If you’re thinking about getting a master’s degree in data analytics, you may be wondering what type of industry you would be working in. That’s a great question, and the answer to it is even better. 

The advent of the internet, smartphones, social media and other technologies have led to the generation of an immense amount of data. Just how much data is out there? A lot. Over 90% of data has been created in the last two years. It’s estimated that 1.145 trillion MB are created each day. Put another way, each person creates 1.7MB of data per second. Research published by Seagate reports that by 2025, around 175 Zettabytes of data will be generated annually.

With so much data available, organizations across every industry are wondering how they can leverage their data to make better decisions and plans. 

How is Data Analytics Used in Different Industries?

As the amount of data increases, industries from sports and travel to finance and healthcare are adopting methods to analyze, monitor and store data. Industries look to data analytics for insights into such areas as enhancing customer experience, gaining a competitive advantage, improving conversion rates and identifying new customers, among others.

Want to take a closer look at the ways data is being used in different industries? Here are some of the industries using data analytics to change the way they do business, according to Analytics Insight.

From smart wearable technology (used to track and detect health conditions) to increased precision in the diagnosis process, the use of data analytics is helping reduce the risk of health issues and directly impacting the way healthcare works.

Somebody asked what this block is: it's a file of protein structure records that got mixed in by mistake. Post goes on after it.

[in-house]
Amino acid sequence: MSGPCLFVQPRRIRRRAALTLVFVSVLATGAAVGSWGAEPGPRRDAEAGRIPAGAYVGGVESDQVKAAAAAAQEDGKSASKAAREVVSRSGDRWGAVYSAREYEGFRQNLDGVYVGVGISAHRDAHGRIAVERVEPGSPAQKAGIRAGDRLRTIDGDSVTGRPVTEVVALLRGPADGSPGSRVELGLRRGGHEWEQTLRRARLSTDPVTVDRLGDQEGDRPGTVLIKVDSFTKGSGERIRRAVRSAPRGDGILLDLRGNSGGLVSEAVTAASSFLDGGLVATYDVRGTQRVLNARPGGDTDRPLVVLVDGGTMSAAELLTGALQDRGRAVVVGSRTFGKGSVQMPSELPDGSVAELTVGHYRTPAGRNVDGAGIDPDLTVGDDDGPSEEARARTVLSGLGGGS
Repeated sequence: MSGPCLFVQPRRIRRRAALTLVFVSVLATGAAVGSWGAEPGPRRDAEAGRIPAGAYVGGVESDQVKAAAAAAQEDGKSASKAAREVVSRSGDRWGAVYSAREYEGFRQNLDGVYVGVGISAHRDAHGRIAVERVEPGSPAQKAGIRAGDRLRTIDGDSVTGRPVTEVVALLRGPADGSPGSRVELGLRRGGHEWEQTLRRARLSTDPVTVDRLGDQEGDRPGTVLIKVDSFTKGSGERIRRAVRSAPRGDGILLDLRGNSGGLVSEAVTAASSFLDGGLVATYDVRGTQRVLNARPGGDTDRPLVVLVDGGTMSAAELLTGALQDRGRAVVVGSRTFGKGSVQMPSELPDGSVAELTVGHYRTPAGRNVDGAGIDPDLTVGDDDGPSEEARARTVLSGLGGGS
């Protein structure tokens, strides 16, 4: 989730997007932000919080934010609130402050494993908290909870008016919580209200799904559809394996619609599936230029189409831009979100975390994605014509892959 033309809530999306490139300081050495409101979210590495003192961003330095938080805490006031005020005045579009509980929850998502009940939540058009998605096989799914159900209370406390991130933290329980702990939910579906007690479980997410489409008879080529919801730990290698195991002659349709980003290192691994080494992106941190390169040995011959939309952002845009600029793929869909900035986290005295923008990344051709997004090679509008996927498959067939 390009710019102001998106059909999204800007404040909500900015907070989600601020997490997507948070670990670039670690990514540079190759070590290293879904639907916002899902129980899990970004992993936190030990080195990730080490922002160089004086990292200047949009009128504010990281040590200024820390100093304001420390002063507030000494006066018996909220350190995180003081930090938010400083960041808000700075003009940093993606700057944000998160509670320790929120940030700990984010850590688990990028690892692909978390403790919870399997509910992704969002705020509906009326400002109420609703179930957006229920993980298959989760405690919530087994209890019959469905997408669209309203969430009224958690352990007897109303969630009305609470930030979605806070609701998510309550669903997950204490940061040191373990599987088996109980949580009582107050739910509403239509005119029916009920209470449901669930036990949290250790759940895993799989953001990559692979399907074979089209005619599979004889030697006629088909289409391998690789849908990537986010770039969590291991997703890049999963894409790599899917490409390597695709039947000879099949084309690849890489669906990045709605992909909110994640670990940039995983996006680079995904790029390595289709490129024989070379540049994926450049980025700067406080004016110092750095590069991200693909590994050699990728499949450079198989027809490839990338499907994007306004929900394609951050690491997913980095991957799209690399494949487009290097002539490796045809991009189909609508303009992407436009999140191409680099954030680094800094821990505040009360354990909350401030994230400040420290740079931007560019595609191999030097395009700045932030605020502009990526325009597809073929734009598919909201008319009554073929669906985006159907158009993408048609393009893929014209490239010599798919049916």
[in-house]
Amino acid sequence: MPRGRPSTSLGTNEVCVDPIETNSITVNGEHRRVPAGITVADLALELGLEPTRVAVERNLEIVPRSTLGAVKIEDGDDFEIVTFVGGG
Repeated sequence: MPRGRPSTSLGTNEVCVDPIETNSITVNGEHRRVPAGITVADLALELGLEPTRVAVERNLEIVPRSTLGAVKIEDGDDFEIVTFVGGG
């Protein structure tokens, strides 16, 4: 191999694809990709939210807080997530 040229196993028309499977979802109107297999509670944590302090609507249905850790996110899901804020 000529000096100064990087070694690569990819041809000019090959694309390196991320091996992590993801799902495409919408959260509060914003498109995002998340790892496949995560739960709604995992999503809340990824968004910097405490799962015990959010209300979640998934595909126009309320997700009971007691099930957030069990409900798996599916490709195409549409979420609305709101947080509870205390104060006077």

Insights from collected data can help identify better teaching methods, show where students may not be learning efficiently, and help plan more efficient school bus routes. 

Professional sports are using the power of data analytics to help athletes perform better. Cameras and sensors help break down individual form and movement so that they can be improved.

The Securities Exchange Commission (SEC) uses data to track movements in the financial markets, making it easier to identify illegal trade practices. Data is used to analyze high-frequency trading, pre-trade decision-support analytics, sentiment measurement, and predictive analytics.

Media services such as Netflix, Apple, or on-demand music service Spotify use data analytics to give customized video or music recommendations to users. 

Data analytics is used to mitigate fraud, offer customized products, and improve user experience.

The transportation industry uses data analytics to control traffic, optimize route planning, create intelligent transport systems, and manage congestion. 

Real estate companies are using data analytics to better project property values and trends and to better understand customers and markets. Property managers are using data collected from their building systems to optimize performance and streamline maintenance.

Organizations want employees who have acquired the ability to analyze and use data. Companies don’t want to wait for them to be trained.

Earn a Master’s in Data Analytics to Gain the Skills You Need